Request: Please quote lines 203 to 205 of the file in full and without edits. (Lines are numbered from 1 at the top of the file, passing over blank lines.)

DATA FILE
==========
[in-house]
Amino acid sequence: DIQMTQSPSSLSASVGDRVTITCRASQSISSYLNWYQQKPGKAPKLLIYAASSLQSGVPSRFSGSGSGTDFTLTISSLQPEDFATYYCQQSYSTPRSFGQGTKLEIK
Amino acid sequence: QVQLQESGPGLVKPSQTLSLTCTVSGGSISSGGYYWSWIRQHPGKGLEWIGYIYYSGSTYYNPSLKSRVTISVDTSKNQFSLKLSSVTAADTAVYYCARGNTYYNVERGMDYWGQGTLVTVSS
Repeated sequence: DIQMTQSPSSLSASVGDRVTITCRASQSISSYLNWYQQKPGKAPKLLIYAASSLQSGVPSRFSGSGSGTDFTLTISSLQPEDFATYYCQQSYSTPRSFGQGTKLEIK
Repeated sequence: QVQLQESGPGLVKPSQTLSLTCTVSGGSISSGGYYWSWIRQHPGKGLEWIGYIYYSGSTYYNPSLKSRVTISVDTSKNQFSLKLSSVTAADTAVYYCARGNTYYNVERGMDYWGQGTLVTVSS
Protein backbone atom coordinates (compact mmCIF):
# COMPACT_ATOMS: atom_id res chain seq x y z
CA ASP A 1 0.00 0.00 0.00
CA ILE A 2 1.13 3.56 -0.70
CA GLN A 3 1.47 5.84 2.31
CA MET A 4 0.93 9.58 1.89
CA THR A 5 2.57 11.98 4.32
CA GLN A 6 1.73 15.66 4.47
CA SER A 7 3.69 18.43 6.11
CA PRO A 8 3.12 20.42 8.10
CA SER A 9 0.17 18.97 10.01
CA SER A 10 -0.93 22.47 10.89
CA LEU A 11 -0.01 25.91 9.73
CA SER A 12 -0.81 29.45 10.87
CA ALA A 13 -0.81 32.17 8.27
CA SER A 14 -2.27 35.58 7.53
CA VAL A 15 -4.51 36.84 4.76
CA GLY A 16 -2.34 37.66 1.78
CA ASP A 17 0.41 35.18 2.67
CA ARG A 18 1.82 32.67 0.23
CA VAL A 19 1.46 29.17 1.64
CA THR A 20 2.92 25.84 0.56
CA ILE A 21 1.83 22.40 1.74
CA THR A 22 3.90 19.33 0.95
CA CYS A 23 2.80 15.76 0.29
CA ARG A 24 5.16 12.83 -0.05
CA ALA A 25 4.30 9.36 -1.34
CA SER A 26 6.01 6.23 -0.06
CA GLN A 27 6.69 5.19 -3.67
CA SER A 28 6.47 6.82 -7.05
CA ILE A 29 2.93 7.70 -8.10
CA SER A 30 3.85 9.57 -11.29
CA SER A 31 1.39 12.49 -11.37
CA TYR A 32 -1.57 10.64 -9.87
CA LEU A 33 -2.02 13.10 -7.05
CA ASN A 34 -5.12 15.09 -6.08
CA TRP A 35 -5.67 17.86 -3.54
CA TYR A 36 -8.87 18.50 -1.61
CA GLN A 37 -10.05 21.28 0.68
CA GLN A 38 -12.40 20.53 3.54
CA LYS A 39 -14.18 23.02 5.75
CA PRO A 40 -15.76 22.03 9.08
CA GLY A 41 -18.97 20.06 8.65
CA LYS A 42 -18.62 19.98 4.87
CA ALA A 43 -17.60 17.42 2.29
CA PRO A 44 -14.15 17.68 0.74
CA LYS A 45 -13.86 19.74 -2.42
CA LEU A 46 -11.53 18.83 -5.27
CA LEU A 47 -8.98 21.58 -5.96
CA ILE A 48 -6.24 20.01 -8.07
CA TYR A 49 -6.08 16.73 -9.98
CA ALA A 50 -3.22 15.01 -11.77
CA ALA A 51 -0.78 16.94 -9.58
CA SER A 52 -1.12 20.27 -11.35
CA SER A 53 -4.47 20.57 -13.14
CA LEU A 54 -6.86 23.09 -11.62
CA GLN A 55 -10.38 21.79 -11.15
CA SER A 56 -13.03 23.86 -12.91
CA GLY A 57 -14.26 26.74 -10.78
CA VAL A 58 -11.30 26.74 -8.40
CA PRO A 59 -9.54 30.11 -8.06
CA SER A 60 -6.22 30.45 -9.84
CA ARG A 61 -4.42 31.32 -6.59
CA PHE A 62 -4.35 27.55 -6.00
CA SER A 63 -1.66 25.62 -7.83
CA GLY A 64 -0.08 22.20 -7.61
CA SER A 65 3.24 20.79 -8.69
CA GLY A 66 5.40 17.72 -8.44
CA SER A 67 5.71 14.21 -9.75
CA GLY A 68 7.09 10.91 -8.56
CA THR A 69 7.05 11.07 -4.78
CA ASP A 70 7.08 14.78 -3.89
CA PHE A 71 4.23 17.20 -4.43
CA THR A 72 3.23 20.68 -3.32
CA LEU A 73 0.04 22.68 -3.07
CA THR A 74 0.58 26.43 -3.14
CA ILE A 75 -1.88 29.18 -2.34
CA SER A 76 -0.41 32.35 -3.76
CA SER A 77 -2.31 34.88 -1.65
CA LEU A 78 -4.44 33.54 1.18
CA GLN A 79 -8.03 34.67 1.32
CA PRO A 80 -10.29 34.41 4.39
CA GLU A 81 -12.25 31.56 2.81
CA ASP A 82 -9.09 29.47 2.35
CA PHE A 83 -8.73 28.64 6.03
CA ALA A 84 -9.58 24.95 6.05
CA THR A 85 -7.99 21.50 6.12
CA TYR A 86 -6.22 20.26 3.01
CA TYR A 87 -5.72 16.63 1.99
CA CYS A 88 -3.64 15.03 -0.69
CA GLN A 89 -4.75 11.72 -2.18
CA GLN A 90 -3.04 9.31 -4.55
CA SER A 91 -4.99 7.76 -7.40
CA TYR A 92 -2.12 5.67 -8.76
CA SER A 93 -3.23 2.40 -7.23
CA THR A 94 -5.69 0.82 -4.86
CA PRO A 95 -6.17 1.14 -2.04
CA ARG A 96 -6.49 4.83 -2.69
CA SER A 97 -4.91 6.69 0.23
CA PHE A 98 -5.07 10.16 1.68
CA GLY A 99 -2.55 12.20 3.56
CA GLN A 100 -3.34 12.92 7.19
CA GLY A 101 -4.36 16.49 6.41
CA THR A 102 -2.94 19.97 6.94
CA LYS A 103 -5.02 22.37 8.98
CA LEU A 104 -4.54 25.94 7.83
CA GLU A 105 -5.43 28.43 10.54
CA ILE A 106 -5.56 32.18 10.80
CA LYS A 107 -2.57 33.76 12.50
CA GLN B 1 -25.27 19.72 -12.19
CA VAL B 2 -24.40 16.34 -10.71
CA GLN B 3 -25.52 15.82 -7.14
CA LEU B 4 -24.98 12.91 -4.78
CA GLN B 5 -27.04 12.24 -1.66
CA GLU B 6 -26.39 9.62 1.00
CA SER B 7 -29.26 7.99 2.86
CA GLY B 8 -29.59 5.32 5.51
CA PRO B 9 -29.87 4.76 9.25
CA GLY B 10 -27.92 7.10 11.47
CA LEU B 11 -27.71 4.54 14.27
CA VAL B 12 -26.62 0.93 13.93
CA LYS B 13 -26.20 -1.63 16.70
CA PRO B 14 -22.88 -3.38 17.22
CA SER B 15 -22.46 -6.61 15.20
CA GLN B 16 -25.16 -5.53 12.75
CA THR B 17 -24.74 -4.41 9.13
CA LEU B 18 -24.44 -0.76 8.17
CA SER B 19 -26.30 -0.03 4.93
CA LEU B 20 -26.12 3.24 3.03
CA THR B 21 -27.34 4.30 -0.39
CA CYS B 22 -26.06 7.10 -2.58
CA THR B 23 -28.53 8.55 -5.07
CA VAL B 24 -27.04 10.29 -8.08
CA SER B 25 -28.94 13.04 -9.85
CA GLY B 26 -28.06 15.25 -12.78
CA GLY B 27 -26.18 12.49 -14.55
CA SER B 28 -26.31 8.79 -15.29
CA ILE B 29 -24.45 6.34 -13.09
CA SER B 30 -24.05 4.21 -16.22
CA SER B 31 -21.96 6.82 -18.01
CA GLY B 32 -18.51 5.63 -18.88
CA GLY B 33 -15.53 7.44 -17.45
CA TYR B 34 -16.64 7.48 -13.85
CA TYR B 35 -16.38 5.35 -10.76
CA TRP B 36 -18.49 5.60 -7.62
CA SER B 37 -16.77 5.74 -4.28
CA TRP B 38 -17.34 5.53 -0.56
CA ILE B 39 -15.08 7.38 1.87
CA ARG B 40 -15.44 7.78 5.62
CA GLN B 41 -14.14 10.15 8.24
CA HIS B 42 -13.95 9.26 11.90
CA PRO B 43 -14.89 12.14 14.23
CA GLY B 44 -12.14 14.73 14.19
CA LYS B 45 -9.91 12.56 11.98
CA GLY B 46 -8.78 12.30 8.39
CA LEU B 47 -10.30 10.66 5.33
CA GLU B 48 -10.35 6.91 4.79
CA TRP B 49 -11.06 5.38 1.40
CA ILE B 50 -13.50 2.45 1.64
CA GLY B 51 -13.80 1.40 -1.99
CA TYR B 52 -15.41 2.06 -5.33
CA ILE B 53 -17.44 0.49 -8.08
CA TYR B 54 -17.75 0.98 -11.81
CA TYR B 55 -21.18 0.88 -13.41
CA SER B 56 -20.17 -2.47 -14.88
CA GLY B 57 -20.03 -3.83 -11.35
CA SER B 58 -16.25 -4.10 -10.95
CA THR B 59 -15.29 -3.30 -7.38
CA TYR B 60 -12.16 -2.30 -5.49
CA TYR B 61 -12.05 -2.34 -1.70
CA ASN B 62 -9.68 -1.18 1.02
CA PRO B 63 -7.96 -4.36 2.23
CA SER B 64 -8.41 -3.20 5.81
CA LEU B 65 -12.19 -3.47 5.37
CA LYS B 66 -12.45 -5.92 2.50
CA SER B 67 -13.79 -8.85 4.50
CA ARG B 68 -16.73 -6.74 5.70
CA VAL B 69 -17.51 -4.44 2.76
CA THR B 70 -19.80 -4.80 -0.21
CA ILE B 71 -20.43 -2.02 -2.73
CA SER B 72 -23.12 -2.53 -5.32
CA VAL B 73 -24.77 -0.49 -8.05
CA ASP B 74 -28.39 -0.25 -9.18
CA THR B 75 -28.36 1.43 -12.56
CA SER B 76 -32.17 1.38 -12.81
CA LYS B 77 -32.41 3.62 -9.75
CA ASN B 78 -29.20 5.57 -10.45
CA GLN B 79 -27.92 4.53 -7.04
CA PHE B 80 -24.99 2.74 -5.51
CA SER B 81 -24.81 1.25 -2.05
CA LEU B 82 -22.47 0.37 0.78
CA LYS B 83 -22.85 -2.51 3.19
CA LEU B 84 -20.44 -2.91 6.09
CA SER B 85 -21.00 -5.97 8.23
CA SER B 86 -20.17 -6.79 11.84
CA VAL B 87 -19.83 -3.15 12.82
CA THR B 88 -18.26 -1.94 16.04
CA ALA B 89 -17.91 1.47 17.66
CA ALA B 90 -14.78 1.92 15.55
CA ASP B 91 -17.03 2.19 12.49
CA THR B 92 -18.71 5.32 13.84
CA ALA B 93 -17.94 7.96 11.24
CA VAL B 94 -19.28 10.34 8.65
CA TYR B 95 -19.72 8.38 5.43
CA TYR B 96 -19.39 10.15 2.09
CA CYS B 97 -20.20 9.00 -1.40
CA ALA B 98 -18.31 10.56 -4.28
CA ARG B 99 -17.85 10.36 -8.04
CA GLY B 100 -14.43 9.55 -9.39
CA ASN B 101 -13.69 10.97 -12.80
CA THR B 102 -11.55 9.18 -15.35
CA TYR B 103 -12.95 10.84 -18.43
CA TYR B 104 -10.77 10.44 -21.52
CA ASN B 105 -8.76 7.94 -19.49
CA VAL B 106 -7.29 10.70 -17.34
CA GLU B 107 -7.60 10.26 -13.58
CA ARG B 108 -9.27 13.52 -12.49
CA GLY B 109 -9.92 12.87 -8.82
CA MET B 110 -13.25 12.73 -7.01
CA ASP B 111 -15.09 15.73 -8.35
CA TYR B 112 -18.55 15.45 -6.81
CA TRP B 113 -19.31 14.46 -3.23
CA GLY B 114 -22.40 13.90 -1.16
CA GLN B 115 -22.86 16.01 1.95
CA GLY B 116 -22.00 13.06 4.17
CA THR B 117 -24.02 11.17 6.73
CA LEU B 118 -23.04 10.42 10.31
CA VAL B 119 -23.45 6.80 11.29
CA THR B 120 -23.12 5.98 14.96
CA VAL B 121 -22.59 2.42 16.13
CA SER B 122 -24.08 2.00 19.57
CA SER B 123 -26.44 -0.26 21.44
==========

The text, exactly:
CA ALA B 89 -17.91 1.47 17.66
CA ALA B 90 -14.78 1.92 15.55
CA ASP B 91 -17.03 2.19 12.49